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The A New Life compilation gathers up sadly-ignored and underappreciated fragments from the British jazz scene 1966-1990, and packs them up together to make a high-grade 2LP collection. A really great and varied selection, including lots of artists you’ll never have heard before (Spot The Zebra anyone?), on Jazzman.

  • Double LP £18.99
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  • JMANCD075
  • JMANCD075 / Gatefold 2LP on Jazzman. Edition of 1000 copies. Featuring Quincicasm, Spot the Zebra, Indiana Highway etc.

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A New Life by Various 1 review. Add your own review. 8/10
3 people love this record. Be the 4th!

8/10 Customer review, 23rd October 2015

Over-priced, over-rated and bitterly, utterly, truly disappointing. My Fantasy Football team is languishing close to rock-bottom in the Jazzman Records league. A testament to the best-laid plans. But perhaps also a reminder I should stick to what I know. So I'm more than happy to write about something relating to Jazzman which is a bit cheerier than my team’s weekly woes (may they sit on the bench for all eternity).

‘A New Life’ is a compilation billed as shining a light on the ‘forgotten legacy of independent, regional and experimental Brit jazz’ coming out between 1966 and 1990. From small groups to larger bands, while there are echoes of the familiar in some tracks, such as Freddie Hubbard’s Red Clay on the opening track, ‘Martini Sweet’ (Joy, 1976), or the Take Five-style piano of ‘Death Is Near’ (London Jazz Four with Sydenham School, mid-60s?), you quickly get a sense of the album certainly offering something a bit more leftfield (yep, that’s a school choir there).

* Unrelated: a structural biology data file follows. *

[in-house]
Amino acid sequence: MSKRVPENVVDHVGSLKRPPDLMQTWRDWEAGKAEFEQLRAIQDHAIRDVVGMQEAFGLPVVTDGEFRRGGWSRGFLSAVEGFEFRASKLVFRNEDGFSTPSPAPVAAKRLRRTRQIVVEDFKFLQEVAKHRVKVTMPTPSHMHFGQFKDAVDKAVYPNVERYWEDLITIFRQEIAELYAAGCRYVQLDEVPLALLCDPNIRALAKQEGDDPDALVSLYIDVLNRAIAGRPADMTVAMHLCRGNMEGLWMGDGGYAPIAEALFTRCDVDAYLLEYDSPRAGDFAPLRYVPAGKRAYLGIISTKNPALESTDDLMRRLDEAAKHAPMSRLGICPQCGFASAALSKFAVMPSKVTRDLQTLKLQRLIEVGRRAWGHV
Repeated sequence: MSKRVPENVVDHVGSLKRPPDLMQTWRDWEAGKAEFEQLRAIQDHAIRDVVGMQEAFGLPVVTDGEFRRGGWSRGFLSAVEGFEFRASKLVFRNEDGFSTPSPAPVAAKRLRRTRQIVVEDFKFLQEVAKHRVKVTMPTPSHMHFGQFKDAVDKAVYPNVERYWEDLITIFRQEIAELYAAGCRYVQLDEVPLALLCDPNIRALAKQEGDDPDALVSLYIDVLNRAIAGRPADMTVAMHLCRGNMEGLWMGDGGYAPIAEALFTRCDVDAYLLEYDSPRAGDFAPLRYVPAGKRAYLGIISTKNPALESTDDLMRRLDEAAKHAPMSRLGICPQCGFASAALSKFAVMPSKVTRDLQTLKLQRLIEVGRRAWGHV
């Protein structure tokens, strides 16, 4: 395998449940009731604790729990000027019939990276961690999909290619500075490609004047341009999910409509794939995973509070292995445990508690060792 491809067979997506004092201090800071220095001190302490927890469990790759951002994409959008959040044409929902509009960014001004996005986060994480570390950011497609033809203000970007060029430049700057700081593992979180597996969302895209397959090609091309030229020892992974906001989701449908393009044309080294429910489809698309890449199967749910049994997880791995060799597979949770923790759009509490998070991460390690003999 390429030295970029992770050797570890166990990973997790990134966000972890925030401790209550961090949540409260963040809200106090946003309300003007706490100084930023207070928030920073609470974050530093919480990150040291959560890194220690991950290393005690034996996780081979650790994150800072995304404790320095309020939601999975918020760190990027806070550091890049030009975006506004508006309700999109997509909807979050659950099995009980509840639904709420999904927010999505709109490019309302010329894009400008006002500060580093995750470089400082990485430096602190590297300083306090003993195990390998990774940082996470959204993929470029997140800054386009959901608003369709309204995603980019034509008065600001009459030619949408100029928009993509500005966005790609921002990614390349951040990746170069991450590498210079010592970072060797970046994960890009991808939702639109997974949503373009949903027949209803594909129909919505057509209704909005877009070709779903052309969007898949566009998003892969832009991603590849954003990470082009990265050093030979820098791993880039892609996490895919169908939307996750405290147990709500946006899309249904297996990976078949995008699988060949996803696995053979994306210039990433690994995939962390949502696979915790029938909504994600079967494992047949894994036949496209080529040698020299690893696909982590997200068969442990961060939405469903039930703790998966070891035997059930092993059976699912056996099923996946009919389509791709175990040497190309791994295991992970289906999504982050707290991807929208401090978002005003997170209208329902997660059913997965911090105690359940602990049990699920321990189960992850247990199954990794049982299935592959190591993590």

And obscure it may be, but it’s also rather sweet in places. As an occasional sax player, I’ve always hated the half-joking adage that you can tell it’s jazz when the musicians are having more fun than the audience. And compared with the more ‘out there’ renditions of wailing tenors and angry, stop-start bass lines, A New Life is pretty listenable, even for non-jazz fans.

On the whole it stays upbeat, but there are a handful of slower tempos too, like the laid back and occasionally haunting ‘Trent Park Song’ (Quincicasm, 1973). And since some retailers would insist that even with two months to go we’re coming up to Christmas, a special mention for Indiana Highway’s take on ‘We Three Kings’. Although I’m not sure you’re going to be hearing that piped into your local high street anytime soon.

But given this is a retrospective, I began to wonder what happened to the various musicians you can hear on the album and the stories behind it all. A little digging around Quincicasm revealed the interesting side note that flugel player Dick Pearce had then only recently been demobbed from the Household Cavalry, but would later go on to join The Ronnie Scott Quintet. And twenty-five years after recording ‘The Dragon’, where are the members of Walsall Youth Jazz now? The singers from Sydenham School ?

In fact, the album’s liner notes provide a bit more background on each of the tracks, from the inspiration for song titles, to Sir David Attenborough’s connection to Spot The Zebra’s ‘The Living Planet’, which just goes to show that A New Life is as much a history lesson as it is music. I might need to do some more homework, but in the meantime I’ll just enjoy the jazz.



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